To port as you entered was a wall lounge, with opposite this the dining setting of an L-shaped lounge and eye-catching (solid) wood-patterned table which dropped down if so desired, to form yet more double accommodation. Forward of these two features and to port was the galley. With a generous Corian bench-top for serving and/or meal preparation, there were plenty of cupboards and drawers for storage – plus a microwave oven, a two-burner cook-top, a 150-litre Waeco refrigerator and even panoramic views outside to the water, for the chef!
Just on refrigeration, this fridge/freezer in the galley was complemented by the fridge upstairs on the flybridge level, but if you felt so inclined the two ice-boxes/storage facilities under the portside aft lounge as well as the ice-box in the cockpit, could very easily have cooling ‘plates’ fitted to them, that would transform them into either fridges and/or freezers (depending on the type of plate fitted).
Opposite the galley was the very traditional helm station; certainly the owners got exactly what they wanted here, for it was ‘old-world’ personified. Seated at a neat, single bench-style seat which offered great all-round visibility when seated, the skipper had before him a comprehensive array of navigational and operational gear including a TMQ AP47 autopilot, interfaced Garmin 5012 GPS/plotter/sounder, VHF, GME / Raymarine ST60 digital sounder, GME GD9520 stereo and Morse steering and remote controls.
Forward and down two steps was the perhaps predictable layout of two cabins and a refreshingly spacious bathroom off to starboard, at the bottom of the steps. This bathroom featured a separate shower and electric TMC head, along with a vanity, mirror, side opening window, and a toilet roll holder on the inside of the vanity door!
The master cabin in the bow offered the skipper a lockable entry door, a queen-size-plus island berth, good drawer, cupboard and hanging wardrobe storage, an overhead hatch and courtesy of the high cabin sides nestled inside the exterior walkway, two ‘opening’ side windows. Wood was again the predominant theme in here as well as in the second cabin opposite the bathroom. Normally a king-single berth, in this instance our owners had sensibly insisted this berth be widened so as to provide double (just) accommodation for another couple.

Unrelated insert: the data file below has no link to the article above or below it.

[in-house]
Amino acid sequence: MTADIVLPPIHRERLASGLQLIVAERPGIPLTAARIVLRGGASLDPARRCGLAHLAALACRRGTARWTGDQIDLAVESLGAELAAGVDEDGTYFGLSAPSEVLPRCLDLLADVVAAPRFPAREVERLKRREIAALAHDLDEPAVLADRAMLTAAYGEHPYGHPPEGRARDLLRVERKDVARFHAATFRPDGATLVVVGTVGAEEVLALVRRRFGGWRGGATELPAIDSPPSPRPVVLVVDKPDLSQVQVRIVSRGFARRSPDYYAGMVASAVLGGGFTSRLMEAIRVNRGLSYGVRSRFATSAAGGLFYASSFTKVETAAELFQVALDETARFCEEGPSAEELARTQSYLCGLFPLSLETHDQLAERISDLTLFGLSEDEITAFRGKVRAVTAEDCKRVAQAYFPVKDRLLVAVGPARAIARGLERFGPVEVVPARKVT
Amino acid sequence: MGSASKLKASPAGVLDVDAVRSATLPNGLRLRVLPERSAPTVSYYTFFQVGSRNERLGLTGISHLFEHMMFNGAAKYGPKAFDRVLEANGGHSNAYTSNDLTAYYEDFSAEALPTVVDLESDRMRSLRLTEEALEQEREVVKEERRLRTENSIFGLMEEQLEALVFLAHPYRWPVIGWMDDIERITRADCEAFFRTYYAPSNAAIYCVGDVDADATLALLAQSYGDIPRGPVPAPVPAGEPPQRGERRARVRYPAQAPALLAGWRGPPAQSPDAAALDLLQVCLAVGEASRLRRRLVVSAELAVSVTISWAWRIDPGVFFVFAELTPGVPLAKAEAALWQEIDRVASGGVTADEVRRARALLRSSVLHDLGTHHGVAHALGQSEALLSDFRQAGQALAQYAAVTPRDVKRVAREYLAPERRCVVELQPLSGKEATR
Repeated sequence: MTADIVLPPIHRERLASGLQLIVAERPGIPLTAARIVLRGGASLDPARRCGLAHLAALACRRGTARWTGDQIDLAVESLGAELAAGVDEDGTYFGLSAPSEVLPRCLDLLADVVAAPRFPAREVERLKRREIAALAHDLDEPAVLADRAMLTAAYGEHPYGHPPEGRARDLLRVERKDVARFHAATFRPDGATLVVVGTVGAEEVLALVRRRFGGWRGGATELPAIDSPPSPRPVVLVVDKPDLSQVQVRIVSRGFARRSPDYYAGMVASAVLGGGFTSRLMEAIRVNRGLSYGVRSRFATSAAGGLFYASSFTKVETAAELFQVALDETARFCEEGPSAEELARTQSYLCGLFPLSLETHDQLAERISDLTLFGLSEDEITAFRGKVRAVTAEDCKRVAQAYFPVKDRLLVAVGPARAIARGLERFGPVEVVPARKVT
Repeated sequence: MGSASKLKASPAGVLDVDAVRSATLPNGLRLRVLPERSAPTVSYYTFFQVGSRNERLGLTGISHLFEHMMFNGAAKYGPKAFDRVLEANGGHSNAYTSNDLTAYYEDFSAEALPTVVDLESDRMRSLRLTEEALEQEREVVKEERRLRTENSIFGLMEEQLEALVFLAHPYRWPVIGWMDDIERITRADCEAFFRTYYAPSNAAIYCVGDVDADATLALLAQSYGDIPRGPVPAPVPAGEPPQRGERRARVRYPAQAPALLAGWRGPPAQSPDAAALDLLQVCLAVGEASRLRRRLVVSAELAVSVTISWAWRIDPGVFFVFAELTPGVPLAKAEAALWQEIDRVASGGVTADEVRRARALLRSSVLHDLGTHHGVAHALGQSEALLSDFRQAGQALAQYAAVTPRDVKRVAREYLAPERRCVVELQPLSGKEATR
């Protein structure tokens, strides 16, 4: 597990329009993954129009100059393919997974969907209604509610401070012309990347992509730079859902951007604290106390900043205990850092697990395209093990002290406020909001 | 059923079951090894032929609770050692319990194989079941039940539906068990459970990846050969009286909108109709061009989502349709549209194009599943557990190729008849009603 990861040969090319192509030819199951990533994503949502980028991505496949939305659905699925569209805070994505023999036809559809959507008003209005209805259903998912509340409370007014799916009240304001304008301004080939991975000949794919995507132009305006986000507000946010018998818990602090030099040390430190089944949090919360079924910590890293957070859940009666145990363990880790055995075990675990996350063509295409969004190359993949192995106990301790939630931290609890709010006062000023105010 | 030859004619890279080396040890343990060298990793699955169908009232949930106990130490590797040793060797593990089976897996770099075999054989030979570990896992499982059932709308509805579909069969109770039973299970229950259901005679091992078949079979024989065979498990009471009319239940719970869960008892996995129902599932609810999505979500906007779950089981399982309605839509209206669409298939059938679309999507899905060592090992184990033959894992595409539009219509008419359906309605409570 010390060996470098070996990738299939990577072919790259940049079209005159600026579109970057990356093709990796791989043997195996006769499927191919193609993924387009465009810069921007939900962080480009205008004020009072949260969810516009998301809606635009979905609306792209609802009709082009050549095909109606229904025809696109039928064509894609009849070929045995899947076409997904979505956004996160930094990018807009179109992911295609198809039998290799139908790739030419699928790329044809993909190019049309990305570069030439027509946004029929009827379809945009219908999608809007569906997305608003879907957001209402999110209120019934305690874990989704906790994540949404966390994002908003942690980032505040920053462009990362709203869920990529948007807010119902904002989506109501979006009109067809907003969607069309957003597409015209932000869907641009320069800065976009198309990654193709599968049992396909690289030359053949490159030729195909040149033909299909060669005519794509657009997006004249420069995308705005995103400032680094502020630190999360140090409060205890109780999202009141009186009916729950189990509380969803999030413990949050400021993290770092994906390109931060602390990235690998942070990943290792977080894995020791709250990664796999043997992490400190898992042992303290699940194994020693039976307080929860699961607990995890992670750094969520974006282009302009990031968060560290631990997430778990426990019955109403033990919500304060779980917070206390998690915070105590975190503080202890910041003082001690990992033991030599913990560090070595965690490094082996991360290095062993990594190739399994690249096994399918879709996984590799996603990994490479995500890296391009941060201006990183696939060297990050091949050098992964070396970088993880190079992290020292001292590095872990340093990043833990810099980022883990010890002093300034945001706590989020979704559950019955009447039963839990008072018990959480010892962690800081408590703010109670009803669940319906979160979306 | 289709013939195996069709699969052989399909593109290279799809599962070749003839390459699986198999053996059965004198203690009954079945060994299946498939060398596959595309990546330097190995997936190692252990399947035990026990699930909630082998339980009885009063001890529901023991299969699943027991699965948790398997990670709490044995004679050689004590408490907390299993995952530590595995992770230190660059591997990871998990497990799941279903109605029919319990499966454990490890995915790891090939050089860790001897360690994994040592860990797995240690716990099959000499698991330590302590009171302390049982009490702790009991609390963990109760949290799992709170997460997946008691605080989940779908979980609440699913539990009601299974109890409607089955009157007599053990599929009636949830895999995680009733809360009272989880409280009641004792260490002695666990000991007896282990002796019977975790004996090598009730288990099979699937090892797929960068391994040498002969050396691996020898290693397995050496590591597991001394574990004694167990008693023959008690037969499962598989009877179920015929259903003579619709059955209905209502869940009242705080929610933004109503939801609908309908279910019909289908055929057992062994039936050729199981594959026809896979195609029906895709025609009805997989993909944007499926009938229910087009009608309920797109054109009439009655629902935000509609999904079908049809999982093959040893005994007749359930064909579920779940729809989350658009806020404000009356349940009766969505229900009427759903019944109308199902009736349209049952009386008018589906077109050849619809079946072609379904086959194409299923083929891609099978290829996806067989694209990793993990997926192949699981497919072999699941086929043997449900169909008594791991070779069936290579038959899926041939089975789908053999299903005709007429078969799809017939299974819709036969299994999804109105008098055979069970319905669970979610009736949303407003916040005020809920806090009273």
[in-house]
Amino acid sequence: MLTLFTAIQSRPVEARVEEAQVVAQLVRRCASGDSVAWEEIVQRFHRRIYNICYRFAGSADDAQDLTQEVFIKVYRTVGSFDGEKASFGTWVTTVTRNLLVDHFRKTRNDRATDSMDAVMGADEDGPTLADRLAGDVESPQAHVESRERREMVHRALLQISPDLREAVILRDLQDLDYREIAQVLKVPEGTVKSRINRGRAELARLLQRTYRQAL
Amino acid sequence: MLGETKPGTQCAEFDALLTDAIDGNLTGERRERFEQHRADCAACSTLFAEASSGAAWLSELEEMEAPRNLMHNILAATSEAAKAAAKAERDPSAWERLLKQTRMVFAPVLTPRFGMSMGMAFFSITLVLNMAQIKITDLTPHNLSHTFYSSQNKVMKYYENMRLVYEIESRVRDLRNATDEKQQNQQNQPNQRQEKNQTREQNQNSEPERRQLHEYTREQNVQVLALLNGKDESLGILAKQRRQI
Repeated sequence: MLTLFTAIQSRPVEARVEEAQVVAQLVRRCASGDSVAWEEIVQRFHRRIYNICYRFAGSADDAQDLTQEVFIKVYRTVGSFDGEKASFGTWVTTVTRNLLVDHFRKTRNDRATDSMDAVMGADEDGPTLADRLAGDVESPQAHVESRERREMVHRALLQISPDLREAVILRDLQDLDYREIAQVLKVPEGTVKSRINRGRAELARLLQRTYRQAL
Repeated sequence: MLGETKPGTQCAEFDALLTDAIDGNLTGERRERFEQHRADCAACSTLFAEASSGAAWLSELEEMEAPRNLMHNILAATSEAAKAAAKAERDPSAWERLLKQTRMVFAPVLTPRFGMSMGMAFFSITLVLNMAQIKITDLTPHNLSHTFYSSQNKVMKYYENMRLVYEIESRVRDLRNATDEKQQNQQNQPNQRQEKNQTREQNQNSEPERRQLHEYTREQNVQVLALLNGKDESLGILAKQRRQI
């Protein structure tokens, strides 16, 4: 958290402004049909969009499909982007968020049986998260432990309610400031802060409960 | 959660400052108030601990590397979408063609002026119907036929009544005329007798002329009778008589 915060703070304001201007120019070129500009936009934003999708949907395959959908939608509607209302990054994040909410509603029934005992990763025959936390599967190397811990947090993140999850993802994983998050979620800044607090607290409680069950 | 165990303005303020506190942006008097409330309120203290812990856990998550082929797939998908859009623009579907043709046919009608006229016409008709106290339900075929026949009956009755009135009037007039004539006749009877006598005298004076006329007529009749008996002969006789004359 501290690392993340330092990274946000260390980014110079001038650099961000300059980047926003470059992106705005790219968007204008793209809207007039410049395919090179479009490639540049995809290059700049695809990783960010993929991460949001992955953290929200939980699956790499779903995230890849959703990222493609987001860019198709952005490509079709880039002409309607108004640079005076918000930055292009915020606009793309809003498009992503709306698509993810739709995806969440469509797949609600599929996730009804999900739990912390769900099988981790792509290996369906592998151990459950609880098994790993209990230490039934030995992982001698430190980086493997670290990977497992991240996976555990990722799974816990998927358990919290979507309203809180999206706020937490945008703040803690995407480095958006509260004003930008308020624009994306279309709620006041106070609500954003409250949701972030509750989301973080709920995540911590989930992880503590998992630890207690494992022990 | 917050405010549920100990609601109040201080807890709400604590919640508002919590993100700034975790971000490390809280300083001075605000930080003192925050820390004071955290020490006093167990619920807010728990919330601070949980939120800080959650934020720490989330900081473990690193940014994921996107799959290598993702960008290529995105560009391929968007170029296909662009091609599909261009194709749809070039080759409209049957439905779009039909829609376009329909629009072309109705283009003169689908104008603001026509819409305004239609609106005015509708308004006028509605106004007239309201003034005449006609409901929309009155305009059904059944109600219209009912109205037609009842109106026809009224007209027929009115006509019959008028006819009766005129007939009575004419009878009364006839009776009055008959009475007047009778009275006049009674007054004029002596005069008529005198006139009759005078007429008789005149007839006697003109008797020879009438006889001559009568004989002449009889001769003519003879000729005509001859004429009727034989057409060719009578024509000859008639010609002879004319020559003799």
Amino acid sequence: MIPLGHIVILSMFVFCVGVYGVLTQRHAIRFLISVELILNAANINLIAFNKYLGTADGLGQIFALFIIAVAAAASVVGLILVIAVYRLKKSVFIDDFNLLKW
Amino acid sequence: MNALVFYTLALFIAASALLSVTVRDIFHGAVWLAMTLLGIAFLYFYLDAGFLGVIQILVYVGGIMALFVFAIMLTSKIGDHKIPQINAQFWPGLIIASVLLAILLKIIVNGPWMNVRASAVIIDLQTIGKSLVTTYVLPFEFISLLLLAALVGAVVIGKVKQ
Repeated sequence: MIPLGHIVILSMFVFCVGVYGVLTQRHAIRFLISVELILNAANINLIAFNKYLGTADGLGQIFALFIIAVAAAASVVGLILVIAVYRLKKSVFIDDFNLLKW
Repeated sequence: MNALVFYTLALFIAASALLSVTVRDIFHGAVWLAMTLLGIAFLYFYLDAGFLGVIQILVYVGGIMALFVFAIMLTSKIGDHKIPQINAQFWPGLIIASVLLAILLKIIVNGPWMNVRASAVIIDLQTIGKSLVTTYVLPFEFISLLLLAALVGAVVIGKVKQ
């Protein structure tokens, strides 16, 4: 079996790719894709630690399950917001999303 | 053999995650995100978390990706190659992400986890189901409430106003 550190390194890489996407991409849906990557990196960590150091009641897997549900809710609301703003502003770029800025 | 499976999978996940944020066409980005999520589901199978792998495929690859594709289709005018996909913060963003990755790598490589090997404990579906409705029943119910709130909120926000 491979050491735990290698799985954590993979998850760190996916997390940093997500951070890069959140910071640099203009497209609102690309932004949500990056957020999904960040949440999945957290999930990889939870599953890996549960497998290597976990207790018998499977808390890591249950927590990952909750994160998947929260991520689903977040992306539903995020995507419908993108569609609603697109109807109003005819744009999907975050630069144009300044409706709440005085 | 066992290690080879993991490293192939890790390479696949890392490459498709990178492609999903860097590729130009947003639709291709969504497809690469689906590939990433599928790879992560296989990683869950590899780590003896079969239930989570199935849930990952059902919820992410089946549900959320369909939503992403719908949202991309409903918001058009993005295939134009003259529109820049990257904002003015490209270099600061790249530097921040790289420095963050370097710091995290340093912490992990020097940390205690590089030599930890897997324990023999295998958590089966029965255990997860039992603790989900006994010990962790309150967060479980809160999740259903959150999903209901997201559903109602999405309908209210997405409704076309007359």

While there was 4.7kW of air-conditioning to ease the pain of those hot sticky days/nights in the Whitsundays, these side-opening cabin windows when combined with the side-opening saloon windows, the pilothouse door and the saloon door at the rear, provided wonderful ‘cross-draft’ ventilation.
While the Integrity was constructed of solid GRP, with two vinylester ‘tie layers’ for added salt-impregnation protection, the displacement was still just on 10 tonnes – arguably why ‘Much Karma’ absolutely revelled in the choppy conditions we encountered on our test day. The huge wake we traversed along the way (from one of the local production cruisers), without backing the throttles off, was also testament to her prowess; but for me the best part of the ride was when our skipper put the Integrity into a turn at full speed – and it turned virtually in its own length.
Sited amidships and accessed through a hatch in the saloon sole, was the engine along with peripherals such as the Onan 4kVA genset, the Victron Centaur 3kW/40A inverter/charger combo, the Marine Air 4.7kW air-conditioning and the battery bank of three house and one engine, AC Delco 200Ah batteries. A busy engine room, yet there was still room to access all this gear for maintenance.
The standard engine for the 350 is a 150hp Cummins and while there is the option of extending that to a 315hp Yanmar, the bottom line is that this is a displacement-style hull purposefully suited to an engine the size of the one chosen by the Mathers – a 220hp B-Series 6BT Cummins 5.9M diesel engine driving through a ZF 63A 2.02:1 gearbox and conventional shaft to the Hung Shen 4-blade propeller – which provided a cruise speed of 8.6 knots, a top speed of 11.4 knots.
Range for our ‘passage maker’ was note-worthy also; 728nm at 7.5 knots (supplied by an Integrity 350 owner who had averaged out his last 6 months of cruising the eastern seaboard of Australia), 653nm at 8.6knots and even with a 10% safety margin it still equated to a most impressive 588nm and 655nm respectively.
The name says it all, for this boat does very much live up to its name. It is no pretender and what I really like about this boat was the fact is doesn’t try to do too much, be something it isn’t! The innovation was clever and entirely appropriate, the woodwork exemplary, the many cruising-dedicated features and the general presentation – were all spot-on. Look around and you will find that a hell of a lot of traditionally optional gear was standard – items such as the genset, air-conditioning, bow thruster, microwave, canvas package and the Corian bench-tops. At $A469,000, this vessel is very good value for money when you compare apples with apples and you appreciate what the Integrity 350 Mk II Trawler Series Motor Cruiser has to offer, that other comparable vessels don’t!
- Engine Make: B-Series 6BT Cummins @ 220hp
- Boat Design Name: Integrity 350 Mark II
- Year Launched: 2010
- Designer: Integrity Trawlers
- Interior Designer: Integrity Trawlers
- Builder: Integrity Trawlers
- LOA: 10.82 m
- LWL: 9.78 m
- Beam: 4.11 m
- Draft: 1.16 m
- Displacement: 10,000 kg
- Max Speed: 11.4 knots
- Cruise Speed: 8.6 knots
- Construction: Solid GRP
- Fuel Capacity: 1140 litres
- Water Capacity: 520 litres